A set of technologies used to deliver a digital solution is known as a "tech-stack".
The farmer tech-stack consists of the multiple technologies used to manage a farm.
This includes accounting and financial planning, animal and cropping management, markets and forecasts, sustainability, logistics and transport and biosecurity - ideally, in one place.
Are you steadily accumulating multiple apps and software platforms for every piece of new tech you bring on-farm?
A new water monitor means a new app to download, a new accounting system means another log in.
But not for much longer.
The phrase "integration partners" is becoming more common across agritech developer websites and, as more of these tech developers continue to collaborate, farmers will be the ultimate beneficiaries.
Australian agritech developers are looking at how they can make it easier for their customers - farmers - to use and benefit from their products.
In-home and in-office tech leaders, including Microsoft, Google, Apple, Amazon and Netflix, all roll dozens - if not hundreds - of different technologies (software, data, plug-ins) into the back of their platforms in order to deliver an easy and simple interface for their users.
Imagine the frustration if we couldn't get emails on our phone, or couldn't stream Netflix from a Samsung tablet.
That's what farmers are being asked to do if they want to be the "early adopters" of agritech, tools and software designed to increase on-farm efficiency, sustainability and profitability.
As the Australian agritech industry begins to mature, so do the relationships and systems that have the potential to deliver exponential benefits to farmers.
When speaking to Agronomeye co-founder, Stu Adams, it was clear to me that the methods of how farmers are using technology is front of mind.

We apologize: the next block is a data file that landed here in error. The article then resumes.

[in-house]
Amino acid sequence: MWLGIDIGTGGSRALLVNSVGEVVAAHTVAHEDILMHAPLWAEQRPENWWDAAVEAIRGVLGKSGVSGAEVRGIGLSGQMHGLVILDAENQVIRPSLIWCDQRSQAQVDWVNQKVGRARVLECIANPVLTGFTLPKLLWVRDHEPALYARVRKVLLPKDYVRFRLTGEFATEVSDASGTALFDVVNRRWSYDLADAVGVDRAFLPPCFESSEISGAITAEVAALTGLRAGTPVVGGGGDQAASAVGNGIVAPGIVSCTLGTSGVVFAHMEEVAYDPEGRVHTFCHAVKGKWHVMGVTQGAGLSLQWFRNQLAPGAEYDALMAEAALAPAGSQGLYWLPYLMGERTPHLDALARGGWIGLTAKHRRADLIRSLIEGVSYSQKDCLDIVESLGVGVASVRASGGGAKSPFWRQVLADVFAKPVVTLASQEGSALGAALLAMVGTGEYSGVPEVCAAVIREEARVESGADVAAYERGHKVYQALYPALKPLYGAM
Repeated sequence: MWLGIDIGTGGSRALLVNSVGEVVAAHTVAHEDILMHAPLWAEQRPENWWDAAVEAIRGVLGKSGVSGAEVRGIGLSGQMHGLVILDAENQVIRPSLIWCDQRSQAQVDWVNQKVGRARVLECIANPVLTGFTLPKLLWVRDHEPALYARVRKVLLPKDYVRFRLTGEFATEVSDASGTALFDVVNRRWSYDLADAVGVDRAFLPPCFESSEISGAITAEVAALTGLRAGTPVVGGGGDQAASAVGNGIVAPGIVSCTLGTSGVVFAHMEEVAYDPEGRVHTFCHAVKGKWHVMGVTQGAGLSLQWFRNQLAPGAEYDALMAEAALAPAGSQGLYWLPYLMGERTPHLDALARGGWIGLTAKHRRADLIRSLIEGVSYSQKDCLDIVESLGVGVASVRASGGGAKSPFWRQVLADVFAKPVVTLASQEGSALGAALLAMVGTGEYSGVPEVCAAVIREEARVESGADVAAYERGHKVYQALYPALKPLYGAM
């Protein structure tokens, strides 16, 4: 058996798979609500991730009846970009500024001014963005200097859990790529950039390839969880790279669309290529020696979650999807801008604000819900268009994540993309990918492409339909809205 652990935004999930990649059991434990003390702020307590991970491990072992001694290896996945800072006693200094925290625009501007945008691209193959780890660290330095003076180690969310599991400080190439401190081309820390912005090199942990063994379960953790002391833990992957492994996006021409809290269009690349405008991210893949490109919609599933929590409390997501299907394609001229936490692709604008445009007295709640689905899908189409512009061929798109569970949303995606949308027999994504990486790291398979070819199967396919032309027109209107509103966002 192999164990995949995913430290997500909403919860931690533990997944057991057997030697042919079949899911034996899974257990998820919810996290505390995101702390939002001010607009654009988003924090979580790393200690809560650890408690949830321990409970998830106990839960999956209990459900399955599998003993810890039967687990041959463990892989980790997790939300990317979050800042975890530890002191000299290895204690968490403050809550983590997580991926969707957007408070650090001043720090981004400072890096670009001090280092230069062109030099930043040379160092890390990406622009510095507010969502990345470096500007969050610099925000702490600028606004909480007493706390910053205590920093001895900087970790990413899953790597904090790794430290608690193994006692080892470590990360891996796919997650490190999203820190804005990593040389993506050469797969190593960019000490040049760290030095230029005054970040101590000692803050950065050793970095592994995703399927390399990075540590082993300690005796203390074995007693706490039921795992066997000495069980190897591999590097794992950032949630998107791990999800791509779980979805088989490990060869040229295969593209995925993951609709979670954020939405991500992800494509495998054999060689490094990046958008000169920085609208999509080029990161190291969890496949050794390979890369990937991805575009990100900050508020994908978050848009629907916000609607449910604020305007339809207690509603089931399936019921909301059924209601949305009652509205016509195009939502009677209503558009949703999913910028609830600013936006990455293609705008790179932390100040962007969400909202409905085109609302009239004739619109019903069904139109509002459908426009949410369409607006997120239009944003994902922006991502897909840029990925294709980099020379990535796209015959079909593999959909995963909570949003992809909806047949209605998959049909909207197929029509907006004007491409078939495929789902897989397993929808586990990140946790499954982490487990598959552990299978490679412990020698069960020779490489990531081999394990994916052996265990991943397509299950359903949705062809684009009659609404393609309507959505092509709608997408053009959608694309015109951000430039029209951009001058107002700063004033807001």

He said it was about creating tools for the landowner to do better with their asset - whether that be related to productivity, sustainability or ultimately both at the same time - but always "farmer first".
Two-years ago it was hard to find examples of farm management platforms integrating with hardware (such as water monitors or smart tags).
Now, there are products being launched in tandem from different tech developers, which we saw at Beef Week 2021 with the long-anticipated launch of Ceres Tag and CiboLabs' MyFarmKey - so you can now track your livestock and their feed simultaneously.
At evokeAG we are working with dozens of tech developers that are placing the farmer at the centre of the equation.
Platforms such as Pairtree and Agronomeye are making it easier to integrate different data through sophisticated dashboards and three-dimensional digital "farm twins".
Farm management platforms such as AgriWebb and AgWorld are accumulating "integration partners", and hardware developers such as Ceres Tag, Smart Paddock and Farmbot Monitoring Solutions are able to send data straight through to the farm management platform that a farmer is already using.
It is challenging for agritech developers, a relatively young industry, to be driving the technology integrations while refining their own products and services for farmers.
But with technology being pegged as the key factor in reaching sustainable supply-chains and $100 billion targets, the investment of time and money won't be in vain.
- Pip Grant, evokeAG, which is an agrifood innovation program and event led by AgriFutures Australia, driving collaboration and investment in on-farm solutions and technology across the supply-chain. Tickets are on-sale for evokeAG 2022 Sydney now.
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